Fireflies

credit

They still hold some magic for me.  When I was in college, a friend introduced me to the lovely, mellow music of Mason Jennings.  He has a song with these lyrics…

And honey I’m sure
That you’ve been in love before
Plenty of men have held high places in your eyes
And jealousy has got no use for me
The past is beautiful
Like the darkness between the fireflies

I saw my first fireflies of the season last week, and I’ve had this song in my head ever since.  What an image, isn’t it?  A dear friend of mine is getting married to someone she met while working as a missionary overseas.  In some ways, thinking about their situation and impending intercultural marriage has really taken me back to the past…the early months of my relationship with Bryan.  I emailed her recently about something entirely different and found myself writing about our joys and struggles during that beginning phase.IMG_1539

The fact that we need plane tickets and a passport to travel from one of our families to the other is something that will always be a challenge for us, and we’re constantly trying to balance and reevaluate (especially me).  I want to make sure that he never resents the choice he made.  People often say to my  husband, “Wow, I don’t know how you handle being so far from your family and friends…” or “You moved from Costa Rica to Texas?!  Why?  It’s so beautiful there!”  (only causing me to further despise small talk).  I try to keep my cool on the surface, but those comments really sting.  He moved here to be with me.  We Skype with his family at least once a week and see them as often as possible, but we still miss them so much.  And, yes, he misses the natural beauty of his homeland, too, but there are plenty of things he loves about Texas.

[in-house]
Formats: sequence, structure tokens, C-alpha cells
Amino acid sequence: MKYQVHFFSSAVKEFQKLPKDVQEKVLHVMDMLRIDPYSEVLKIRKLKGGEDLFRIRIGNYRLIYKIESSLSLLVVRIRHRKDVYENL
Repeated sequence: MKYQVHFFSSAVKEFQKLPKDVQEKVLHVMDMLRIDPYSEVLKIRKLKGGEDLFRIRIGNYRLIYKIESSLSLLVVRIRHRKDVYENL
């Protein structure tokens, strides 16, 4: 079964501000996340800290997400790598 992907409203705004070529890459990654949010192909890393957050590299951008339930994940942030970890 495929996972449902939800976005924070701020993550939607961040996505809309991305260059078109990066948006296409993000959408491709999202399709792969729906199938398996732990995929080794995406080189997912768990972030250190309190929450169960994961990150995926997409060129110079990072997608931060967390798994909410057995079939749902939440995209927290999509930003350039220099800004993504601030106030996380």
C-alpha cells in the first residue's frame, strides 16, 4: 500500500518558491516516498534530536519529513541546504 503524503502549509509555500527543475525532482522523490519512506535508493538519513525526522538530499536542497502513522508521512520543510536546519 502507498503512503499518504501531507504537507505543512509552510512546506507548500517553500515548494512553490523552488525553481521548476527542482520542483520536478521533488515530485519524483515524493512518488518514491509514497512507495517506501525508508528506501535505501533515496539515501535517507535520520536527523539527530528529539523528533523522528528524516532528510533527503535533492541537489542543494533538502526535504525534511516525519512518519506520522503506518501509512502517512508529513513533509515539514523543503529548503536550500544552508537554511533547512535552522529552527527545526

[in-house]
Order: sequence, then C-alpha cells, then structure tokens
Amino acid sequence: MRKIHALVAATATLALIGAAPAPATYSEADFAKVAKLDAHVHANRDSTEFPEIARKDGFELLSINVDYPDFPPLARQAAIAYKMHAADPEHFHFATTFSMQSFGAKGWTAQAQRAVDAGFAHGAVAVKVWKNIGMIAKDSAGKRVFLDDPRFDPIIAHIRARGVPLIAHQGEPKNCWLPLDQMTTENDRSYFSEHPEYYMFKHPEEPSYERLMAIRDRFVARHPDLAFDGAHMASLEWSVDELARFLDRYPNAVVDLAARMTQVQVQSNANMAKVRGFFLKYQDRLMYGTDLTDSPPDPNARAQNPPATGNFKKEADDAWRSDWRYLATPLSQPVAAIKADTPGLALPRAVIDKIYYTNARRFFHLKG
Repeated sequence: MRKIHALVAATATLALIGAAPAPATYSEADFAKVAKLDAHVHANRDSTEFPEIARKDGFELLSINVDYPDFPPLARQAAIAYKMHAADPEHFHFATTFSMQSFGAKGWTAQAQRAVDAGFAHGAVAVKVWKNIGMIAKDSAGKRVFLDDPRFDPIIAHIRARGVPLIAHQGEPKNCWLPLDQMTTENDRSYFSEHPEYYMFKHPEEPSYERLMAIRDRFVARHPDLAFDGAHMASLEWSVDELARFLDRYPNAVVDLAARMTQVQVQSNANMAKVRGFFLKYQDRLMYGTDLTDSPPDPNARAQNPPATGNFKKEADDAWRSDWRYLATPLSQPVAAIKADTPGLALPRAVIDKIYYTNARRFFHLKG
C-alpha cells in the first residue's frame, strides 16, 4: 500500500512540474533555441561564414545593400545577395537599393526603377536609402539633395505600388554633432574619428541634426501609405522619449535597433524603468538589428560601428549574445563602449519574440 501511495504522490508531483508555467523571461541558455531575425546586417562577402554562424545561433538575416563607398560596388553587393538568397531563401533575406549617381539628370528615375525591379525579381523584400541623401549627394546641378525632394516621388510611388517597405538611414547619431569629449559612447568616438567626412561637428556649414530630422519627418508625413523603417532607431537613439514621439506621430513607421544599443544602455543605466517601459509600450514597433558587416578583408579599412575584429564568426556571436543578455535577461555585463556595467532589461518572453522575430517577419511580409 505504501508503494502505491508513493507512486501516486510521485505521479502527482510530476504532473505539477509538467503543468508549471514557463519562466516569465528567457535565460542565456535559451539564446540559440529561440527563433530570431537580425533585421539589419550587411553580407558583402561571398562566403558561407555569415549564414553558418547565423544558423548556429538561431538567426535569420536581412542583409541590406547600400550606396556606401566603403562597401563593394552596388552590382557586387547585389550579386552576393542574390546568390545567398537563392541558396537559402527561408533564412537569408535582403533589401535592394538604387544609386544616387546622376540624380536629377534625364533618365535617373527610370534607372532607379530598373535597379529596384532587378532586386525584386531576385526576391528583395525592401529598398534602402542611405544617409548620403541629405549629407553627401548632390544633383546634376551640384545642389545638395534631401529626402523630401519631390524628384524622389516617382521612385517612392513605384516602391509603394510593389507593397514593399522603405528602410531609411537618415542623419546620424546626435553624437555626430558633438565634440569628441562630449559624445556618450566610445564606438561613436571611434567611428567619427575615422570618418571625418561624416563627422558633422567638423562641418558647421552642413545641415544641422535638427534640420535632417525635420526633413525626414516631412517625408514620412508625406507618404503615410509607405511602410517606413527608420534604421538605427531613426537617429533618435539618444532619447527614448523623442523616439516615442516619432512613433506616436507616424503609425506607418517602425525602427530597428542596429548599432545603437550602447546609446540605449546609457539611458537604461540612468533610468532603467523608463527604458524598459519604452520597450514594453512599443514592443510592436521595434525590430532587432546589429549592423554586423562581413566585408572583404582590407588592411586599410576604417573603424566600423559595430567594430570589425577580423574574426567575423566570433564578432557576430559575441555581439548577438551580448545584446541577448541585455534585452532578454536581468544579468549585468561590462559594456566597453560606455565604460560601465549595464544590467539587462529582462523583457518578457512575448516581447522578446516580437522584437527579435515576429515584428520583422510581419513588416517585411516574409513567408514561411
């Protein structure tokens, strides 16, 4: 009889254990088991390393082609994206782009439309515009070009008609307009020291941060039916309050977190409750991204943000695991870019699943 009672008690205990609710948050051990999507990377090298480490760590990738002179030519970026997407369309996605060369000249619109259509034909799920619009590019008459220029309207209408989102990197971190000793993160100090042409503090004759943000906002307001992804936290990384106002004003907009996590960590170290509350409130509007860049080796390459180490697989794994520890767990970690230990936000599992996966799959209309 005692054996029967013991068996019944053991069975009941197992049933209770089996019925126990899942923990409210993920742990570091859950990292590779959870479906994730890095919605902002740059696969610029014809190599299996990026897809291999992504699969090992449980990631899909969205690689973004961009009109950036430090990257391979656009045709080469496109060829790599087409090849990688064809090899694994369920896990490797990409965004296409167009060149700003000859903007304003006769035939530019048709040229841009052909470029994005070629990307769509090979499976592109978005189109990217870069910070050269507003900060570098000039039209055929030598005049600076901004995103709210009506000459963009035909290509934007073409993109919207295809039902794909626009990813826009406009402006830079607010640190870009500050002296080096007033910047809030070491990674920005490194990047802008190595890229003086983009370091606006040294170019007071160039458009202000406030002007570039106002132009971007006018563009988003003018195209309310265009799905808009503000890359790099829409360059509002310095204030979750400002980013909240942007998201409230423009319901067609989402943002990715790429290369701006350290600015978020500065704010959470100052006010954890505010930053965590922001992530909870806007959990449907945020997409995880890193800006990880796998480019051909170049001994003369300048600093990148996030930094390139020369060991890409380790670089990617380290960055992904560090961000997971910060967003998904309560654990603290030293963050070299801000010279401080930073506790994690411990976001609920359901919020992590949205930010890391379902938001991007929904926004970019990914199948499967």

I told my friend that if her fiance ever wants to talk someone who fell in love with an American and moved to Texas, I know Bryan would be happy to listen, empathize and be a source of encouragement.  I wrote that I think intercultural marriages can end up being  strong in a unique way.  There are things that we are hypersensitive to that couples from the same country might take for granted.  We work on our communication constantly because of our cultural and language differences.  [For example, when he looks at me like I’m crazy when I ask about our plans for the following month, we talk through our different cultural perspectives on making plans.  :)]  It’s affirming, too, that we have made sacrifices in order to be together.  Knowing that we chose each other even though it wasn’t the easiest road really gives us confidence in our relationship.  We believe that God brought us together and it’s SO worth the sacrifices and inconveniences.